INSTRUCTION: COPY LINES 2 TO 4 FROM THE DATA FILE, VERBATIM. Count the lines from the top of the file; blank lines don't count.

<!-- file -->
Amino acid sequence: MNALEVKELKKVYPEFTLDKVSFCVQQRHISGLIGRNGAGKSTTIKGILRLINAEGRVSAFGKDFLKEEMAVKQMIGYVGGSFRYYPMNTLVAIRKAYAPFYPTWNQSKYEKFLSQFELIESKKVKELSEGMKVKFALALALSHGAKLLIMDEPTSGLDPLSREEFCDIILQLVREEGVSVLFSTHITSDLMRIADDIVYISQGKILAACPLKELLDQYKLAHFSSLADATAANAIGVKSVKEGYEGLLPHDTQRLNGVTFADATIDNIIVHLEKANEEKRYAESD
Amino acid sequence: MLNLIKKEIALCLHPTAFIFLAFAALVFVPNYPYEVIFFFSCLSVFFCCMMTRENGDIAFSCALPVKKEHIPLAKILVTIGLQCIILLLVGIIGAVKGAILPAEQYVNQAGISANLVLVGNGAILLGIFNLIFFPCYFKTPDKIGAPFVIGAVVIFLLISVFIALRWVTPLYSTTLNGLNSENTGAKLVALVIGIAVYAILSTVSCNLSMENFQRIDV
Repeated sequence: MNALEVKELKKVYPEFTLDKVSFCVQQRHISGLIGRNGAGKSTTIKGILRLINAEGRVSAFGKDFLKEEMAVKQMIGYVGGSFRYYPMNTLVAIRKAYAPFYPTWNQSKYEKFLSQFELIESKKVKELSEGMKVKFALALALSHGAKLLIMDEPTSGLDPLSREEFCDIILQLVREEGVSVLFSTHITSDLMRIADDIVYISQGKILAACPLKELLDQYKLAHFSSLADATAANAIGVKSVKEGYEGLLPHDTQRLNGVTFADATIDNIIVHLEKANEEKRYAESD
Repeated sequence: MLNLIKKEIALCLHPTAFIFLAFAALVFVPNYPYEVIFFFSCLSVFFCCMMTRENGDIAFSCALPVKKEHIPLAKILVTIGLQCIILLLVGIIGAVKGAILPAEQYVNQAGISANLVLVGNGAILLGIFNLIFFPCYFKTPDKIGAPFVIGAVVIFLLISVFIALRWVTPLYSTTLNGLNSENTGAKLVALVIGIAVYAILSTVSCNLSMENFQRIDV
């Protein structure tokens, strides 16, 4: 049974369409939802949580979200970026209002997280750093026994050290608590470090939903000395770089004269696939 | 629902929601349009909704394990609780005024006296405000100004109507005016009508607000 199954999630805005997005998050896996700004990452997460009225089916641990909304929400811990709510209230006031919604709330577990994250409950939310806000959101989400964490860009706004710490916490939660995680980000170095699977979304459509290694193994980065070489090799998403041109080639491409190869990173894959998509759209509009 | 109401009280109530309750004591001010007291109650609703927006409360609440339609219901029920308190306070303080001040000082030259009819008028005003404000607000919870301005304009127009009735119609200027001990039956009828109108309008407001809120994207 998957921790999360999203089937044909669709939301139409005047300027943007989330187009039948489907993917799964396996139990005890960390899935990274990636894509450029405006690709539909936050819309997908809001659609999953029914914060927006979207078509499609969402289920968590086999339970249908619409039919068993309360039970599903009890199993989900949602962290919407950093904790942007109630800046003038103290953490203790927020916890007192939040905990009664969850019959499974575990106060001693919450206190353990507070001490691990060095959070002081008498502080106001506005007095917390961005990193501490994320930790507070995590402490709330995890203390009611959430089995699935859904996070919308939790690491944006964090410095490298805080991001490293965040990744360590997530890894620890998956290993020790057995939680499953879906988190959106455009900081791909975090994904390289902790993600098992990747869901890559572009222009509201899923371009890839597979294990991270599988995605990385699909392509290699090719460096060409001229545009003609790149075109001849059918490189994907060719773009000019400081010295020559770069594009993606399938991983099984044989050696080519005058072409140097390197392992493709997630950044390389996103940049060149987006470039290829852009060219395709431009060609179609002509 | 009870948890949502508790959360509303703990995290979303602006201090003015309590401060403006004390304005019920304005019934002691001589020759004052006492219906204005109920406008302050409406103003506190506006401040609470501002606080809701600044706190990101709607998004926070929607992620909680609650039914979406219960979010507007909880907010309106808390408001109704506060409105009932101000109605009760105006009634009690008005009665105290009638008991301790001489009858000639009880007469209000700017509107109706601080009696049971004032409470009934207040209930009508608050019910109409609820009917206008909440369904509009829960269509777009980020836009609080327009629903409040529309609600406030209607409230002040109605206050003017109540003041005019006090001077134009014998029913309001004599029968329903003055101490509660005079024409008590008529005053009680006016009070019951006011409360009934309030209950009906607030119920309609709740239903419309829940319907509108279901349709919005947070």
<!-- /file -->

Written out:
Amino acid sequence: MLNLIKKEIALCLHPTAFIFLAFAALVFVPNYPYEVIFFFSCLSVFFCCMMTRENGDIAFSCALPVKKEHIPLAKILVTIGLQCIILLLVGIIGAVKGAILPAEQYVNQAGISANLVLVGNGAILLGIFNLIFFPCYFKTPDKIGAPFVIGAVVIFLLISVFIALRWVTPLYSTTLNGLNSENTGAKLVALVIGIAVYAILSTVSCNLSMENFQRIDV
Repeated sequence: MNALEVKELKKVYPEFTLDKVSFCVQQRHISGLIGRNGAGKSTTIKGILRLINAEGRVSAFGKDFLKEEMAVKQMIGYVGGSFRYYPMNTLVAIRKAYAPFYPTWNQSKYEKFLSQFELIESKKVKELSEGMKVKFALALALSHGAKLLIMDEPTSGLDPLSREEFCDIILQLVREEGVSVLFSTHITSDLMRIADDIVYISQGKILAACPLKELLDQYKLAHFSSLADATAANAIGVKSVKEGYEGLLPHDTQRLNGVTFADATIDNIIVHLEKANEEKRYAESD
Repeated sequence: MLNLIKKEIALCLHPTAFIFLAFAALVFVPNYPYEVIFFFSCLSVFFCCMMTRENGDIAFSCALPVKKEHIPLAKILVTIGLQCIILLLVGIIGAVKGAILPAEQYVNQAGISANLVLVGNGAILLGIFNLIFFPCYFKTPDKIGAPFVIGAVVIFLLISVFIALRWVTPLYSTTLNGLNSENTGAKLVALVIGIAVYAILSTVSCNLSMENFQRIDV